Oklahoma voters realized during the past few years they will have to take things into their own hands if they want to tackle any big issues.
Lawmakers evidently consider things like medical marijuana, criminal justice reform and expanding health care coverage to Oklahomans who can least afford too politically sensitive. Casting a public vote on such topics could cost them an election — heaven forbid.
Populist traditions adopted by the Oklahoma's founding fathers provide a remedy for that problem. And frustrated voters hoping to cure a system unresponsive to their needs are taking advantage of the citizen-led initiative petition more frequently than they have in the past.
CNHI State Reporter Janelle Stecklein found while Oklahoma voters "have long had the power to create and change laws at the ballot box," there has been an uptick since 2016 in support of the process. Three of the five initiative petitions put before voters since 2016 became law.
A sixth petition to expand Medicaid garnered a record number of signatures, and it appears certain that measure will appear on 2020 general election ballots. Supporters of another citizen-led petition being circulated now want voters to decide whether legislative districts should be drawn by a nonpartisan commission rather than legislators.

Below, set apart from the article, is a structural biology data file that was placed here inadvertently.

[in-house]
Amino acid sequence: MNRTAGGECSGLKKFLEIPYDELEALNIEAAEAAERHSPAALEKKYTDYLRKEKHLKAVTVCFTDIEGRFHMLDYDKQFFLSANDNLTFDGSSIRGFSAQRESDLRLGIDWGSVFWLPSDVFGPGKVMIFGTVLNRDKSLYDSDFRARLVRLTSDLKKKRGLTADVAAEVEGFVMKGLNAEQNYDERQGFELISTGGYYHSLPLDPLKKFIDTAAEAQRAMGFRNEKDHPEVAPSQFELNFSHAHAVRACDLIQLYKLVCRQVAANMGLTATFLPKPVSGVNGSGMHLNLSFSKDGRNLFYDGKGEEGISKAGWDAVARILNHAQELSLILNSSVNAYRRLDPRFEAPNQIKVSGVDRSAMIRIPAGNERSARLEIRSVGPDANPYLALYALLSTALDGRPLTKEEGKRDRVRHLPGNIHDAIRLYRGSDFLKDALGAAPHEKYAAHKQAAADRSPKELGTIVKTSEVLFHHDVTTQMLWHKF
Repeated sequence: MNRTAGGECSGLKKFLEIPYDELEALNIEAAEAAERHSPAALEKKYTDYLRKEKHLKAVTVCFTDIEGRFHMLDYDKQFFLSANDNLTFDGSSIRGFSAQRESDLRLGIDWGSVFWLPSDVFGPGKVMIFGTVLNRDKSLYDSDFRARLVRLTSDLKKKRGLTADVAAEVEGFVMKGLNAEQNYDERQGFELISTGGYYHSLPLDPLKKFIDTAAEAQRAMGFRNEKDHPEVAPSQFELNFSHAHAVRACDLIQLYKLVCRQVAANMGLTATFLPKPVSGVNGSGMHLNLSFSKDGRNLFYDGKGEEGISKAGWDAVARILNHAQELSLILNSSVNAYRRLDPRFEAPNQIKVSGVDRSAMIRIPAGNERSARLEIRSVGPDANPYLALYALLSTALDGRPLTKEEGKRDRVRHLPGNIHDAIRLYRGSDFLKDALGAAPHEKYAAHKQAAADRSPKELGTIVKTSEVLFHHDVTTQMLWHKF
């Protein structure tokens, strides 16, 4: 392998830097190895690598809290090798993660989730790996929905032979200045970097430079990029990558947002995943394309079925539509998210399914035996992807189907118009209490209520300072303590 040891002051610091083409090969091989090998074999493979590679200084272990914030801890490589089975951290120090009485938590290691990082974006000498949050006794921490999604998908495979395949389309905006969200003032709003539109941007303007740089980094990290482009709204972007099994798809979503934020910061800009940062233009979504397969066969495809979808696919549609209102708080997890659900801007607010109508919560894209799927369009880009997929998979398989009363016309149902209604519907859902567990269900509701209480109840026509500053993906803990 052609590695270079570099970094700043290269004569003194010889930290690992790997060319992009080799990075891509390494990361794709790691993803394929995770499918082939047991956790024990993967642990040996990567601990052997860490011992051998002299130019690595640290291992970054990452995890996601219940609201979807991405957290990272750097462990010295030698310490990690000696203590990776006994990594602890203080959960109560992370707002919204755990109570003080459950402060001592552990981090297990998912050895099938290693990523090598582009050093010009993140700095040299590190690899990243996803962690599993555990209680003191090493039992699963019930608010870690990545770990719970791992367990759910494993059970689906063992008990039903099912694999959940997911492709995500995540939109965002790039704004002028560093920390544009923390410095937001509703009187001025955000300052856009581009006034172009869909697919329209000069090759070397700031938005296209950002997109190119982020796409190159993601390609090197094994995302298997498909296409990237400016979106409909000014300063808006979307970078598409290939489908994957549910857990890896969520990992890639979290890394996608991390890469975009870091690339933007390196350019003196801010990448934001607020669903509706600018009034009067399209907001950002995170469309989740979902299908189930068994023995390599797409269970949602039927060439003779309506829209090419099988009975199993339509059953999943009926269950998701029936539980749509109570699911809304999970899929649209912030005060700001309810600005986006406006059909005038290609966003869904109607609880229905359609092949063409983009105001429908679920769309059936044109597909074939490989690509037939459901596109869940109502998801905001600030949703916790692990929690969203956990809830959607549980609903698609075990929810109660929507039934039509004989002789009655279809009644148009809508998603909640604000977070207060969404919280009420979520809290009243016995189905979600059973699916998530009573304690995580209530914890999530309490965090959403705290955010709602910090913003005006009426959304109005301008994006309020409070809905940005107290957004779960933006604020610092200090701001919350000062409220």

Some of those who hold the keys to power now are crying foul. They see these ballot measures as a tool being wielded by leftist liberal groups who are manipulating public policy. Critics contend these groups spend millions of dollars doing so, sidestepping the legislative process and representative democracy in the process.
It is more likely these initiative petitions are being pursued due to frustration that has been mounting because lawmakers bend more to the will of special interests than to those who elected them.
Lawmakers are able to ignore the will of voters because they control the redistricting process, which takes place after each decennial census. Mapping technology facilitates a process that lets lawmakers choose their voters rather than the way it was designed: voters elect their representatives.
We understand this frustration and the need for a redistricting process that removes partisan politics. We urge residents to take part in their government, and if that requires a citizen-led initiative petition, so be it.